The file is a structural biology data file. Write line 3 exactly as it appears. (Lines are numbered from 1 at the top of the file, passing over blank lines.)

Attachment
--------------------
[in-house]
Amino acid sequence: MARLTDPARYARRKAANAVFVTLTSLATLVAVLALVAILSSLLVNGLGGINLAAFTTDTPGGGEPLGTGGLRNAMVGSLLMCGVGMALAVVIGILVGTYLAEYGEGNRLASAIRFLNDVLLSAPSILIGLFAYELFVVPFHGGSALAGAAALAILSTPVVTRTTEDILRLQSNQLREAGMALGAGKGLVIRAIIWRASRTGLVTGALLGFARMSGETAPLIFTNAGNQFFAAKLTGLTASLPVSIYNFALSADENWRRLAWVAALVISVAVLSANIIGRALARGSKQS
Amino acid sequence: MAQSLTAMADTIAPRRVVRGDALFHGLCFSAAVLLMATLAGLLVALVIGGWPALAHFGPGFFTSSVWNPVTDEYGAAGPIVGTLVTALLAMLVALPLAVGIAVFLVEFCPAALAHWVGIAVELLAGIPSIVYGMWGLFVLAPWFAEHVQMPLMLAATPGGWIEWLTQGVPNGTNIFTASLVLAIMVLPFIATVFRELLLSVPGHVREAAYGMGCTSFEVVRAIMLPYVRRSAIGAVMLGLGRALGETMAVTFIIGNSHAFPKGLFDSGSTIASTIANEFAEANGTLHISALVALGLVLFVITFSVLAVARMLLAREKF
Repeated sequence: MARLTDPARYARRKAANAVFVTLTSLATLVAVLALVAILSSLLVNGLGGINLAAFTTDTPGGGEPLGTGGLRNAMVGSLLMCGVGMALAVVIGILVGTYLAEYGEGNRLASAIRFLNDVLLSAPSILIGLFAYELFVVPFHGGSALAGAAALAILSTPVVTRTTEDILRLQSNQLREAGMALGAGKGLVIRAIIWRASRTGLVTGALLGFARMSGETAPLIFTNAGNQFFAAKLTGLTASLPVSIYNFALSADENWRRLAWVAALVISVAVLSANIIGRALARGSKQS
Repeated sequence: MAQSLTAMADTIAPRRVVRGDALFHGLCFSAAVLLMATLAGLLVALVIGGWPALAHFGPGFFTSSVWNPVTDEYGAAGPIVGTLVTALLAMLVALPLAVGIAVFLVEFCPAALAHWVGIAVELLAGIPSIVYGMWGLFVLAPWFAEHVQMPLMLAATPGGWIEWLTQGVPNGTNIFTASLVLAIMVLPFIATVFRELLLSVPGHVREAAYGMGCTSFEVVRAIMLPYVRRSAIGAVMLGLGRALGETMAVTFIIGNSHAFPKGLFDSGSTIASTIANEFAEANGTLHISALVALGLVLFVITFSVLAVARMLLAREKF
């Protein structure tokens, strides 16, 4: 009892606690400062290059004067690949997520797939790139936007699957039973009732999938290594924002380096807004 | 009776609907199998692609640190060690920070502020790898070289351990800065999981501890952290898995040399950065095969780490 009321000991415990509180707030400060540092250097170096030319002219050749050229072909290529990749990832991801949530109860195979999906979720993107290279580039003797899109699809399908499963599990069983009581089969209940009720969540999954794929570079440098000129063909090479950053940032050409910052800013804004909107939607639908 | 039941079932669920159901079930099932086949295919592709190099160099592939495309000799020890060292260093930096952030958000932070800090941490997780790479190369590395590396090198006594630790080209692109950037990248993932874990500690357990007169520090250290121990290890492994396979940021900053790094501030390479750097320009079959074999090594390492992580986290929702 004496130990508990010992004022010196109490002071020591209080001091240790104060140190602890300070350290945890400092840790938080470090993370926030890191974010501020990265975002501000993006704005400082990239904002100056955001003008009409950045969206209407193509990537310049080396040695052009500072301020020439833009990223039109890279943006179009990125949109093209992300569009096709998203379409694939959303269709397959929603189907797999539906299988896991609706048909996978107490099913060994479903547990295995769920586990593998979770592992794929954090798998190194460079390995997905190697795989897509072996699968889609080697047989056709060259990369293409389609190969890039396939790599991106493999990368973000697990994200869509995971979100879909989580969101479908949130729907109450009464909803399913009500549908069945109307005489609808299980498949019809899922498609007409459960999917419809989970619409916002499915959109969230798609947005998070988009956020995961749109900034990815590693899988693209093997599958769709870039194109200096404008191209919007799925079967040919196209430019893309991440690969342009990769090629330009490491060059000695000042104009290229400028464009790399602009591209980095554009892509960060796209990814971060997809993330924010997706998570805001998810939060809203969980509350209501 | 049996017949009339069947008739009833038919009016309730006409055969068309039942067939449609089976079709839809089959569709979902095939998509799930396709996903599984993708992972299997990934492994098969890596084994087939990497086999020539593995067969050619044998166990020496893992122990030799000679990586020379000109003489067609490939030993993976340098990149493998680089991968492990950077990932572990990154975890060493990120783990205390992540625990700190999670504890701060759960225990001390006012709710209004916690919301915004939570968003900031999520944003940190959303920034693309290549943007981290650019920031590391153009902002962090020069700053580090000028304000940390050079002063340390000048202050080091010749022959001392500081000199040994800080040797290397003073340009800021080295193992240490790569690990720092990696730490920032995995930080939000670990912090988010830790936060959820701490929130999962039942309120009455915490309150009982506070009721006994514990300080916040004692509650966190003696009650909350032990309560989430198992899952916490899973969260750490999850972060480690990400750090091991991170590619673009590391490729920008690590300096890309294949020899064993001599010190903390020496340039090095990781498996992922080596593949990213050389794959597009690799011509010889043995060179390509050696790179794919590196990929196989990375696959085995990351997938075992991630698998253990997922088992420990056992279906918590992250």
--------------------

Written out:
Amino acid sequence: MAQSLTAMADTIAPRRVVRGDALFHGLCFSAAVLLMATLAGLLVALVIGGWPALAHFGPGFFTSSVWNPVTDEYGAAGPIVGTLVTALLAMLVALPLAVGIAVFLVEFCPAALAHWVGIAVELLAGIPSIVYGMWGLFVLAPWFAEHVQMPLMLAATPGGWIEWLTQGVPNGTNIFTASLVLAIMVLPFIATVFRELLLSVPGHVREAAYGMGCTSFEVVRAIMLPYVRRSAIGAVMLGLGRALGETMAVTFIIGNSHAFPKGLFDSGSTIASTIANEFAEANGTLHISALVALGLVLFVITFSVLAVARMLLAREKF